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Wolves’ Anthony Edwards shakes off disastrous Game 7 start to climb another rung on NBA superstar ladder

The hard lesson learned by virtually every NBA superstar, from Michael Jordan to Kobe Bryant to LeBron James, is that you have to take your lumps before you move on to the next level. A rough shooting night, a poor defensive performance, failure in decisive moments – all of this is par for the course for any player who eventually ascends to the ranks of the all-time greats.

In Sunday night’s Game 7 against the Denver Nuggets, emerging face of the league Anthony Edwards was on track to experience the latest example of those familiar superstar growing pains. He was shooting horribly, unable to handle Denver’s constant double teams and trying to find the right balance between creating opportunities for his struggling teammates and taking it upon himself to come back in a game that was quickly slipping away from them.

“It was tough, man, because I couldn’t find my rhythm tonight,” Edwards said after the game. “So I just had to trust my teammates, man. They kept trapping me even though I was out, so I tried to make the right play.”

It got to the point where Wolves coach Chris Finch sat Edwards for three crucial minutes of the second quarter, during which they cut the Nuggets’ lead to seven points. In 20 minutes in the first half, Edwards was the team’s worst –14.

“I thought we were trying to play against Ant a lot and it was bogging us down a bit,” Finch said after the match. “When we took him out in the second quarter, we brought Kyle (Anderson) in, which loosened up the ball movement a little bit and we were able to get some other guys involved, just enough to feel the game.”

Most 22-year-olds wouldn’t agree to sit on the bench for long in the biggest game of their career. Edwards certainly didn’t do it either, but his ability to put his first half struggles behind him contributed to a remarkable second half from him and the Minnesota Timberwolves, earning to Edwards a double boost in the process.

Not only did he take the postseason pieces that we’ve learned are ultimately necessary for a player’s growth, but he also led the Timberwolves to their first Western Conference Finals appearance in ’20 years with a superb 98-90 road victory against the defending champions. Along the way, the Wolves overcame the largest halftime deficit of any Game 7 in NBA history.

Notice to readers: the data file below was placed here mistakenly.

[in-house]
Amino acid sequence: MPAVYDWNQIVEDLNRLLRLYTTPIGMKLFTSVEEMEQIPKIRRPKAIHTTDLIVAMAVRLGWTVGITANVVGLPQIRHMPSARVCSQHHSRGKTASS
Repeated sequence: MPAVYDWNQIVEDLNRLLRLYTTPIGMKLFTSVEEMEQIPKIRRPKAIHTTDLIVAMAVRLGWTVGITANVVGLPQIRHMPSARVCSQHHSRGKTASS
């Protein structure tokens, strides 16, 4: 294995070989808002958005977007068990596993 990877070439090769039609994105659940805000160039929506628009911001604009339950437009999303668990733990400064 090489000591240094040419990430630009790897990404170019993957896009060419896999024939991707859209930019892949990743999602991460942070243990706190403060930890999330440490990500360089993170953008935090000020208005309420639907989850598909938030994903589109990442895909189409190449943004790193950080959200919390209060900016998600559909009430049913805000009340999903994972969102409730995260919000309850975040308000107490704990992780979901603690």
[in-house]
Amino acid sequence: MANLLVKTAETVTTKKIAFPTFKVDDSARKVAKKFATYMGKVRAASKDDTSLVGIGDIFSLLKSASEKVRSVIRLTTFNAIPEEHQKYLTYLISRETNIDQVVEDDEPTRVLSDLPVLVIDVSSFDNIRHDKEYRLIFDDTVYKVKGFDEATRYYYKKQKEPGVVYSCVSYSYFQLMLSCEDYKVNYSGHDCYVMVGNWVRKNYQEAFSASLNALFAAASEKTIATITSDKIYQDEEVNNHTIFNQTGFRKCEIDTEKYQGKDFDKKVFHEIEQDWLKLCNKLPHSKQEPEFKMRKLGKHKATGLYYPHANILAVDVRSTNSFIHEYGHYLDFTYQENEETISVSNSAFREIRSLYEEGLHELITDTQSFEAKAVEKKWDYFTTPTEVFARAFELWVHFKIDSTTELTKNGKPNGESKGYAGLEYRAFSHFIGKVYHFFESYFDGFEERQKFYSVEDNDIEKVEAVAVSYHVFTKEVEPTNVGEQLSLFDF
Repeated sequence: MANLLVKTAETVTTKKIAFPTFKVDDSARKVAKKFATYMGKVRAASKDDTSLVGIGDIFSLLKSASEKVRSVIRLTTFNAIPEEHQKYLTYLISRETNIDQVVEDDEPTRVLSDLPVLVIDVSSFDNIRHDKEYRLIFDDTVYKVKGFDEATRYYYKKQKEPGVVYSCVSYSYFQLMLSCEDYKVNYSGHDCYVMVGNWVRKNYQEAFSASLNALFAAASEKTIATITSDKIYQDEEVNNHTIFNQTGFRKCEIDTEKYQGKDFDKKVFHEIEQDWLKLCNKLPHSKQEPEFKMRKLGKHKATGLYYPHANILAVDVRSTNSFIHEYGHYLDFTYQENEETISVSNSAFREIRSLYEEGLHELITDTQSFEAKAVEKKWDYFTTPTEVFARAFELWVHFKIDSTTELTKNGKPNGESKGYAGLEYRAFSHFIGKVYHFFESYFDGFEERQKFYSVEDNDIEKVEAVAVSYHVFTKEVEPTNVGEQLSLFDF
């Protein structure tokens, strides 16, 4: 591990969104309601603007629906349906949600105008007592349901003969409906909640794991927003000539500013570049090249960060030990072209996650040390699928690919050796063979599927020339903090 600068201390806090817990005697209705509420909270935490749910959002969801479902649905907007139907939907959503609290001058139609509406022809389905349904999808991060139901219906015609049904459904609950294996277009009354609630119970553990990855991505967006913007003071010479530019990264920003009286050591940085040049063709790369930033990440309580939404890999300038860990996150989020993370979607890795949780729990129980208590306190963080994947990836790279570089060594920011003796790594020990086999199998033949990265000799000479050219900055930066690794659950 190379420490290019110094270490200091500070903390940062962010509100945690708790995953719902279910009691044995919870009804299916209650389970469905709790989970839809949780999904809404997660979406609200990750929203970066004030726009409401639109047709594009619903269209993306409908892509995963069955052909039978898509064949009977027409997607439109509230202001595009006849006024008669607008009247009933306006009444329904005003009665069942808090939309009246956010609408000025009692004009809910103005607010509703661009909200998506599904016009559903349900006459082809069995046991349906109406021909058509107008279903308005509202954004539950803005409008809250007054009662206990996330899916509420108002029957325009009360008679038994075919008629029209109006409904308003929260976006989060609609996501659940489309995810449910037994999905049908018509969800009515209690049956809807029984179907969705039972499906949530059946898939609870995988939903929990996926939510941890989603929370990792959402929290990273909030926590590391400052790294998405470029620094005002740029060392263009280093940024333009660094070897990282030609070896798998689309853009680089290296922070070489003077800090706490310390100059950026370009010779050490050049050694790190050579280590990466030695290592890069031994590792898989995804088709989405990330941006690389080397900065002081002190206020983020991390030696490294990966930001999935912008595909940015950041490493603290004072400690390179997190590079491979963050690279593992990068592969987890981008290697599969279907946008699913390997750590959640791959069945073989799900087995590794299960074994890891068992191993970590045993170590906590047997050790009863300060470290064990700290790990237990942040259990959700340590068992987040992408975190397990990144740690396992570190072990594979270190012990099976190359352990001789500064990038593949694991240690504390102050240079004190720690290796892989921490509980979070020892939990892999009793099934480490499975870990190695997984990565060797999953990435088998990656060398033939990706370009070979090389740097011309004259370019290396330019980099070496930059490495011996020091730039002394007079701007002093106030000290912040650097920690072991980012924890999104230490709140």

Edwards had many of the usual offensive feats in the second half, including a few dunks and 12 of his 16 total points. But, to dive back into a game that seemed destined to become a formidable learning opportunity and nothing more, Edwards didn’t start throwing up shots with every glance toward the rim, or dribbling head-on through a sea of ​​Nuggets defenders. No, Edwards decided to focus on defense.

“There’s other ways to win a basketball game when you’re just not an offensive player, man. I’m not one-dimensional, I’m not just a guy who can score,” Edwards said afterward. victory. “I’m a guy that can go, whoever his best guard is, I can lock him down. So I feel like I did that on Jamal (Murray) in the third and fourth quarter, and That’s what changed the game.”

Edwards has never been shy about boasting about his own abilities, but he’s all for that bit of bragging. Nuggets guard Jamal Murray was in the midst of another legendary playoff performance — 24 points in the first half alone on 8-of-15 shooting — until things took a violent turn in the second half, when he scored 11 points on 5 shots. 12 shots, including 1 of 7 at 3 points. The Wolves defense is so good you can never attribute its success to a single individual, but the pride Edwards took in slowing down Murray in the second half showed a maturity and leadership well beyond his 22 years .

Wrapping himself around Murray like an old turtleneck that was a little too tight, Edwards gave the Nuggets guard nightmarish flashbacks of Games 2 and 6 of the series, when it took 90 percent of his energy to even bring up the ball against Minnesota pressure. , strength, speed and length. When Edwards bullied Murray back until he was almost at midcourt late in the third quarter, then pickpocketed him and flew in for a dunk that gave Denver to go within two points, it started to look like the Wolves’ comeback might be real.

Finch told his team after the game that the Nuggets’ “tongues were on the floor” because of their wear and tear, and Edwards had everything to do with that – not just in Game 7, but throughout the series.

Most people will remember his dagger 3-pointer from the corner with just over three minutes left in Game 7, after which he talked his unique and consistent brand of trash to any Nuggets fan within earshot. But the only reason Edwards got that look was because of the harassing defense he played seconds before, worrying Murray to the point where he failed to detect Wolves veteran Mike Conley. rushing to steal the ball from him once again.

Even in the second half, Edwards didn’t shoot well. He was 5 of 17 in the final two quarters and 6 of 24 for the game. But despite his struggles, he posted a team-high plus-25 in the second half, a testament to the impact his defense and creation for his teammates had on the game.

For Edwards, making that kind of mid-game adjustment – ​​not only realizing his team needed to improve defensively to avoid elimination, but also going out there and doing it – is what real players are made of. superstars. Usually it takes a devastating loss for young players to realize that, but Edwards does it on the fly while his team continues to win. And as Minnesota prepares to open the conference finals against the Dallas Mavericks on Wednesday, it hasn’t given us any reason to believe the winning streak will stop anytime soon.

News Source : www.cbssports.com
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